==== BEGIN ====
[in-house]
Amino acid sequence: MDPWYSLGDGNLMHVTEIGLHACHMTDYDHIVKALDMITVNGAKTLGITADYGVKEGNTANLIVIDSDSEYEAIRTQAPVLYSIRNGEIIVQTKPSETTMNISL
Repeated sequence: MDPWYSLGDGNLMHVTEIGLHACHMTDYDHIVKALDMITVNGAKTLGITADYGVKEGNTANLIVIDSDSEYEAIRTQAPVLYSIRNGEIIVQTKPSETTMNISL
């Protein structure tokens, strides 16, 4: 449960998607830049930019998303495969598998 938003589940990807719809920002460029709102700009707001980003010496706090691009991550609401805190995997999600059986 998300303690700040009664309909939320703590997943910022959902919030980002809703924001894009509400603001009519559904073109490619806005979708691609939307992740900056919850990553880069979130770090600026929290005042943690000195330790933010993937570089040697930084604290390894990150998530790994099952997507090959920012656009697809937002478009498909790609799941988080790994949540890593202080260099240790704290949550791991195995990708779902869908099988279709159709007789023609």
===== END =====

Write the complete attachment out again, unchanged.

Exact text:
[in-house]
Amino acid sequence: MDPWYSLGDGNLMHVTEIGLHACHMTDYDHIVKALDMITVNGAKTLGITADYGVKEGNTANLIVIDSDSEYEAIRTQAPVLYSIRNGEIIVQTKPSETTMNISL
Repeated sequence: MDPWYSLGDGNLMHVTEIGLHACHMTDYDHIVKALDMITVNGAKTLGITADYGVKEGNTANLIVIDSDSEYEAIRTQAPVLYSIRNGEIIVQTKPSETTMNISL
């Protein structure tokens, strides 16, 4: 449960998607830049930019998303495969598998 938003589940990807719809920002460029709102700009707001980003010496706090691009991550609401805190995997999600059986 998300303690700040009664309909939320703590997943910022959902919030980002809703924001894009509400603001009519559904073109490619806005979708691609939307992740900056919850990553880069979130770090600026929290005042943690000195330790933010993937570089040697930084604290390894990150998530790994099952997507090959920012656009697809937002478009498909790609799941988080790994949540890593202080260099240790704290949550791991195995990708779902869908099988279709159709007789023609």